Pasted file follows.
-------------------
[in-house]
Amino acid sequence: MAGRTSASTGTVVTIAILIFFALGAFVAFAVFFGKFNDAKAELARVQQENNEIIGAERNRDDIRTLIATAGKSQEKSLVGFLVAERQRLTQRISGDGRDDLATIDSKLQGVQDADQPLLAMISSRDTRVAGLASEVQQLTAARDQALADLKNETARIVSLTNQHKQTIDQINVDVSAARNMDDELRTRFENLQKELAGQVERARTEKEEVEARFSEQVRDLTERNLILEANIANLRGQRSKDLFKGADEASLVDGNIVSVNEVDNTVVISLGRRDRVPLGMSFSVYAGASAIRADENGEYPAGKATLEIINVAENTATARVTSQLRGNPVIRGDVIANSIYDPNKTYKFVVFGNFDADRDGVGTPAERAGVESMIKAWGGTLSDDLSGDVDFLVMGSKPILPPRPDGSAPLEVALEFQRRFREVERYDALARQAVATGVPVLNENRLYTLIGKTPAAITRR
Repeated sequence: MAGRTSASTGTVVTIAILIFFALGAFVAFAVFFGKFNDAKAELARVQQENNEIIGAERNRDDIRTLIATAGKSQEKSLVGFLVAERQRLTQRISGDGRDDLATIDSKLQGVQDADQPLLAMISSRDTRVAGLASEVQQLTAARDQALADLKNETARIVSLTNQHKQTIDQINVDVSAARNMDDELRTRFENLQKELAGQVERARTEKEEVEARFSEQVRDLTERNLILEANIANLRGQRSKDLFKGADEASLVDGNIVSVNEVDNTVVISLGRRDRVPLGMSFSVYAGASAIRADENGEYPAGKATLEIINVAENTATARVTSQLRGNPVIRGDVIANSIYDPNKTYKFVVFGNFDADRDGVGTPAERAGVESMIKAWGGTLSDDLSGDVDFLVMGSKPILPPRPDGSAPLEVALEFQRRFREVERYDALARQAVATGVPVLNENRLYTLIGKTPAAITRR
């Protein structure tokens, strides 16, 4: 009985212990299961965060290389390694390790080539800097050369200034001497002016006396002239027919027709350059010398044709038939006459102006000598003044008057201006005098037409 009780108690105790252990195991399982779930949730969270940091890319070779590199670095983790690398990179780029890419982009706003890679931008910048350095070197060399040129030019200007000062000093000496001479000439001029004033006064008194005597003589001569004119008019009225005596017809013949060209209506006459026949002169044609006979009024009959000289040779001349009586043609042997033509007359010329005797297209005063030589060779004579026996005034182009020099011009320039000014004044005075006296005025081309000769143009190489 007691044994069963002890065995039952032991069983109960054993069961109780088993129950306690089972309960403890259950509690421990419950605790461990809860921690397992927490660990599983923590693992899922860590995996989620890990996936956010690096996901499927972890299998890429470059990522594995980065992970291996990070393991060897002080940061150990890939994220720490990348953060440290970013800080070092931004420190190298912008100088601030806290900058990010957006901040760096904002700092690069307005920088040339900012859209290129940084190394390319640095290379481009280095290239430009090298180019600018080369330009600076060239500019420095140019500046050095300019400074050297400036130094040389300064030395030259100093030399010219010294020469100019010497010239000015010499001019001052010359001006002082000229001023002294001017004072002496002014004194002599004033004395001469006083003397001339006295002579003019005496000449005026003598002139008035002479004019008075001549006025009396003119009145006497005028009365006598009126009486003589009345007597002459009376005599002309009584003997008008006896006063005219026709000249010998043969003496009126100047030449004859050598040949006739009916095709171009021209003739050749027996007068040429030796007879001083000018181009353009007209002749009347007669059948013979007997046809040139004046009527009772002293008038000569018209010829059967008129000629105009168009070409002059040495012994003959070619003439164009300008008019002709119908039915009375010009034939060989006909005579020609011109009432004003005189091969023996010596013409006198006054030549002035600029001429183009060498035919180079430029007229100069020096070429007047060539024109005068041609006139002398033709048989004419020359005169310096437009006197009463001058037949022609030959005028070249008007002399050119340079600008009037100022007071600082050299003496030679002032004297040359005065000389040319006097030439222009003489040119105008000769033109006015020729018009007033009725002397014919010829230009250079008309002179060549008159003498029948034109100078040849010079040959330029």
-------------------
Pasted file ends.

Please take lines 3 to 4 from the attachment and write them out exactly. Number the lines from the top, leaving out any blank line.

Repeated sequence: MAGRTSASTGTVVTIAILIFFALGAFVAFAVFFGKFNDAKAELARVQQENNEIIGAERNRDDIRTLIATAGKSQEKSLVGFLVAERQRLTQRISGDGRDDLATIDSKLQGVQDADQPLLAMISSRDTRVAGLASEVQQLTAARDQALADLKNETARIVSLTNQHKQTIDQINVDVSAARNMDDELRTRFENLQKELAGQVERARTEKEEVEARFSEQVRDLTERNLILEANIANLRGQRSKDLFKGADEASLVDGNIVSVNEVDNTVVISLGRRDRVPLGMSFSVYAGASAIRADENGEYPAGKATLEIINVAENTATARVTSQLRGNPVIRGDVIANSIYDPNKTYKFVVFGNFDADRDGVGTPAERAGVESMIKAWGGTLSDDLSGDVDFLVMGSKPILPPRPDGSAPLEVALEFQRRFREVERYDALARQAVATGVPVLNENRLYTLIGKTPAAITRR
């Protein structure tokens, strides 16, 4: 009985212990299961965060290389390694390790080539800097050369200034001497002016006396002239027919027709350059010398044709038939006459102006000598003044008057201006005098037409 009780108690105790252990195991399982779930949730969270940091890319070779590199670095983790690398990179780029890419982009706003890679931008910048350095070197060399040129030019200007000062000093000496001479000439001029004033006064008194005597003589001569004119008019009225005596017809013949060209209506006459026949002169044609006979009024009959000289040779001349009586043609042997033509007359010329005797297209005063030589060779004579026996005034182009020099011009320039000014004044005075006296005025081309000769143009190489 007691044994069963002890065995039952032991069983109960054993069961109780088993129950306690089972309960403890259950509690421990419950605790461990809860921690397992927490660990599983923590693992899922860590995996989620890990996936956010690096996901499927972890299998890429470059990522594995980065992970291996990070393991060897002080940061150990890939994220720490990348953060440290970013800080070092931004420190190298912008100088601030806290900058990010957006901040760096904002700092690069307005920088040339900012859209290129940084190394390319640095290379481009280095290239430009090298180019600018080369330009600076060239500019420095140019500046050095300019400074050297400036130094040389300064030395030259100093030399010219010294020469100019010497010239000015010499001019001052010359001006002082000229001023002294001017004072002496002014004194002599004033004395001469006083003397001339006295002579003019005496000449005026003598002139008035002479004019008075001549006025009396003119009145006497005028009365006598009126009486003589009345007597002459009376005599002309009584003997008008006896006063005219026709000249010998043969003496009126100047030449004859050598040949006739009916095709171009021209003739050749027996007068040429030796007879001083000018181009353009007209002749009347007669059948013979007997046809040139004046009527009772002293008038000569018209010829059967008129000629105009168009070409002059040495012994003959070619003439164009300008008019002709119908039915009375010009034939060989006909005579020609011109009432004003005189091969023996010596013409006198006054030549002035600029001429183009060498035919180079430029007229100069020096070429007047060539024109005068041609006139002398033709048989004419020359005169310096437009006197009463001058037949022609030959005028070249008007002399050119340079600008009037100022007071600082050299003496030679002032004297040359005065000389040319006097030439222009003489040119105008000769033109006015020729018009007033009725002397014919010829230009250079008309002179060549008159003498029948034109100078040849010079040959330029």